Bring More Pulses to Your School Nutrition Program in 2016

2016 is the International Year of Pulses! Pulses are a group of 12 different grainblack bean legume crops including dry beans, dry peas, chickpeas and lentils, they are nutrient dense and consumed by people all over the world. Pulses are highly regarded as very sustainable crops as they require just 43 gallons of water to produce 1 pound of pulses compared with soybeans, which require 216 gallons of water! The four themes of the International Year of Pulses 2016 are food security, nutrition and innovation; market access and stability; creating awareness; and productivity and environmental sustainability.

Pulse crops are a sound source of nutrition while being very inexpensive which puts them among the top most sustainable crops in the world. They are a low-fat excellent source of protein and also contribute vitamins and minerals to the diet such as B vitamins, iron, magnesium and zinc. Pulses are also high in fiber containing both soluble and insoluble fiber known to help control blood sugar levels and aid in digestive regularity. Furthermore, pulses have been found to fix the nitrogen in soil thus contributing to greater soil quality.

Assorted PulsesSchool nutrition programs can help set a trend for students by encouraging pulse consumption with creative kid-friendly recipes like bean and corn salsa and black bean burgers. Pulses can even be included in your school nutrition program’s entrée options every week for Meatless Mondays! Classroom lessons are also available to help teach students about this super food. Click here for a list of 10 great things you can do to help promote the 2016 International Year of Pulses.

JSI’s Back to Basics: Meat Alternates Workshop to Go can help your school nutrition program staff learn how to serve more beans, legumes, and other meat alternates that look good and taste great! This workshop is a hands-on culinary class that will demonstrate easy cooking techniques for meat alternates that you will be proud to serve. Additionally, a new JSI workshop Infusing Flavor and Flair into School Meals will be presented at the SNA of Mass upcoming chapter meetings. This workshop explores K-12 culinary trends, food presentation techniques and flavor profiles with student appeal to enhance school meals and encourage increased participation. Contact your chapter delegate for locations and dates. For inspiration visit the BEANS, PEAS and LENTILS That Rock board on the School Meals That Rock Pinterest page!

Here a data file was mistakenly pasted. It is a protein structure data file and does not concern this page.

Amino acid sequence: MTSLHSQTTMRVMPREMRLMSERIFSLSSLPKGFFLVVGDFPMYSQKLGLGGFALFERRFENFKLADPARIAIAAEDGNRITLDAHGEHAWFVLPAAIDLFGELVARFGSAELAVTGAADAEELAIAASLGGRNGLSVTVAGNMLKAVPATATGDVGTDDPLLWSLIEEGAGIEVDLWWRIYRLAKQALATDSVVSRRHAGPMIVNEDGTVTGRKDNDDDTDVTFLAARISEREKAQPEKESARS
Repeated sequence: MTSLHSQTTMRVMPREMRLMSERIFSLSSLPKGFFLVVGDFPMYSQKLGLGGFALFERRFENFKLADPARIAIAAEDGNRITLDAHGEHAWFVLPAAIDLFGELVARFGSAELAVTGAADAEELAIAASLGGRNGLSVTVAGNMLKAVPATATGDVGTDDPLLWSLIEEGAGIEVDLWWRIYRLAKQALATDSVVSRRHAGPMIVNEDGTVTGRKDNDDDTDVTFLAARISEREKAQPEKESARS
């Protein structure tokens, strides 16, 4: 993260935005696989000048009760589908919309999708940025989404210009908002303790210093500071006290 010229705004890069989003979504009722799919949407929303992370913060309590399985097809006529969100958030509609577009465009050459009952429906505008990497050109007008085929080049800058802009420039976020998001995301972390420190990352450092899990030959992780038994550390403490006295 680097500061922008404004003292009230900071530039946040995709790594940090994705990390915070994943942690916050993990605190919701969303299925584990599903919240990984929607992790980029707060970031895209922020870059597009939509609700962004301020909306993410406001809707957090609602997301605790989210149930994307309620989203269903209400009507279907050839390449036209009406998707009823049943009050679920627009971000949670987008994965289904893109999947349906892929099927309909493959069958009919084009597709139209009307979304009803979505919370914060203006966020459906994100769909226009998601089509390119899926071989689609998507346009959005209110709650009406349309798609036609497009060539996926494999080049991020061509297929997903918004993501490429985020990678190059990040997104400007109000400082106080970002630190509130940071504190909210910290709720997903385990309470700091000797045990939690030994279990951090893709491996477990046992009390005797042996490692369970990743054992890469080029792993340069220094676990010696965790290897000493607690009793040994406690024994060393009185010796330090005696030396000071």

Image credit: the images in this post were downloaded from the International Year of Pulses 2016 Photo Gallery at http://iyp2016.org/resources/photo-gallery.

Teaching Sustainable Practices with School Gardens

school gardenSchool gardening is quickly becoming popular in schools across the nation as a sustainable practice that also serves as a powerful education tool for students of all ages. Engaging garden lessons provide hands-on learning for any academic subject.

Lessons can include healthy lifestyle and nutrition concepts, connection with nature and the community, sustainability, school pride, historical practices, and the importance of sustained care from seed to harvest.

Many schools in Massachusetts have already started school gardens. To name a few, Amherst, Andover, Boston, Cambridge, Chelsea, Dorchester, Easthampton, Holyoke, Framingham, Natick, New Bedford, Northampton, Springfield, Taunton, Watertown and Williamsburg all feature gardens in some or all of their schools. Similarly, Foxborough Public Schools has indoor hydroponic garden towers that produce nutritious food for the cafeteria year round.

There are grant opportunities to help fund your agricultural education project! Massachusetts Agriculture in the Classroom partnered with Massachusetts State Grange, Massachusetts Department of Agriculture Resources, the Massachusetts Dairy Promotions Board and more, awards mini-grants to educators ranging from $300-$500. Grant winners are allowed to receive the grant up to 3 times for a maximum of $1,500. Additionally, City Sprouts of Cambridge, MA partners with public schools to aid in school garden implementation and provides resources for teachers.

Are you interested in school gardening? FSU is offering a 4-week online School Gardening 101 course that starts January 11 and goes until February 5. Click here to view the syllabus and registration information. You can also find many useful resources in the Go Green for Schools page in the JSI Resource Center.